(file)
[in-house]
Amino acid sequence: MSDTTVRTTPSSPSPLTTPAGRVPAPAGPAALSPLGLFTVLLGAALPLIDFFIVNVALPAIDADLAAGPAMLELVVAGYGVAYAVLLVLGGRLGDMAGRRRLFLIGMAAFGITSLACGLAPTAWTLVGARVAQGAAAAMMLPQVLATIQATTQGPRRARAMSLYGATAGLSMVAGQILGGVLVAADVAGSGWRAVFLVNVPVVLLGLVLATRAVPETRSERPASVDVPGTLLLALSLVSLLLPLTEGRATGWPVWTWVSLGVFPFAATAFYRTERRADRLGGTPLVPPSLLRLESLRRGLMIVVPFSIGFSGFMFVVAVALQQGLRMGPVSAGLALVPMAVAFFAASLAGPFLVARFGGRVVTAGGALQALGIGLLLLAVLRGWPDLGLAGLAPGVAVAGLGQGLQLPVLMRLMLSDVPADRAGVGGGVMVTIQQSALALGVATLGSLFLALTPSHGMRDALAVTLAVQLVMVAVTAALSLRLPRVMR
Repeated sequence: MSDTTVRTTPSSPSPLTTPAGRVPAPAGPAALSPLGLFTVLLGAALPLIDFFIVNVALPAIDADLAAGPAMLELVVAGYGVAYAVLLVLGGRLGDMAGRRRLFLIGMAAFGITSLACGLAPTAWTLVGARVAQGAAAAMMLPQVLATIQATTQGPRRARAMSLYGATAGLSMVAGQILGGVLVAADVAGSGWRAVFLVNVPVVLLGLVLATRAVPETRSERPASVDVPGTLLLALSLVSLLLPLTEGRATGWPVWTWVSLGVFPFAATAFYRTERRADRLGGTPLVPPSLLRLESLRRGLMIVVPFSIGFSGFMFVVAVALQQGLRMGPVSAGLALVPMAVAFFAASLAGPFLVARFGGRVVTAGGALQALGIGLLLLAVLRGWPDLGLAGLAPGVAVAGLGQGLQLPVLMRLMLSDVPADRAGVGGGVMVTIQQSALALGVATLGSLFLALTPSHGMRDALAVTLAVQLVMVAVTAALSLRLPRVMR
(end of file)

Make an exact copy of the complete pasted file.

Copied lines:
[in-house]
Amino acid sequence: MSDTTVRTTPSSPSPLTTPAGRVPAPAGPAALSPLGLFTVLLGAALPLIDFFIVNVALPAIDADLAAGPAMLELVVAGYGVAYAVLLVLGGRLGDMAGRRRLFLIGMAAFGITSLACGLAPTAWTLVGARVAQGAAAAMMLPQVLATIQATTQGPRRARAMSLYGATAGLSMVAGQILGGVLVAADVAGSGWRAVFLVNVPVVLLGLVLATRAVPETRSERPASVDVPGTLLLALSLVSLLLPLTEGRATGWPVWTWVSLGVFPFAATAFYRTERRADRLGGTPLVPPSLLRLESLRRGLMIVVPFSIGFSGFMFVVAVALQQGLRMGPVSAGLALVPMAVAFFAASLAGPFLVARFGGRVVTAGGALQALGIGLLLLAVLRGWPDLGLAGLAPGVAVAGLGQGLQLPVLMRLMLSDVPADRAGVGGGVMVTIQQSALALGVATLGSLFLALTPSHGMRDALAVTLAVQLVMVAVTAALSLRLPRVMR
Repeated sequence: MSDTTVRTTPSSPSPLTTPAGRVPAPAGPAALSPLGLFTVLLGAALPLIDFFIVNVALPAIDADLAAGPAMLELVVAGYGVAYAVLLVLGGRLGDMAGRRRLFLIGMAAFGITSLACGLAPTAWTLVGARVAQGAAAAMMLPQVLATIQATTQGPRRARAMSLYGATAGLSMVAGQILGGVLVAADVAGSGWRAVFLVNVPVVLLGLVLATRAVPETRSERPASVDVPGTLLLALSLVSLLLPLTEGRATGWPVWTWVSLGVFPFAATAFYRTERRADRLGGTPLVPPSLLRLESLRRGLMIVVPFSIGFSGFMFVVAVALQQGLRMGPVSAGLALVPMAVAFFAASLAGPFLVARFGGRVVTAGGALQALGIGLLLLAVLRGWPDLGLAGLAPGVAVAGLGQGLQLPVLMRLMLSDVPADRAGVGGGVMVTIQQSALALGVATLGSLFLALTPSHGMRDALAVTLAVQLVMVAVTAALSLRLPRVMR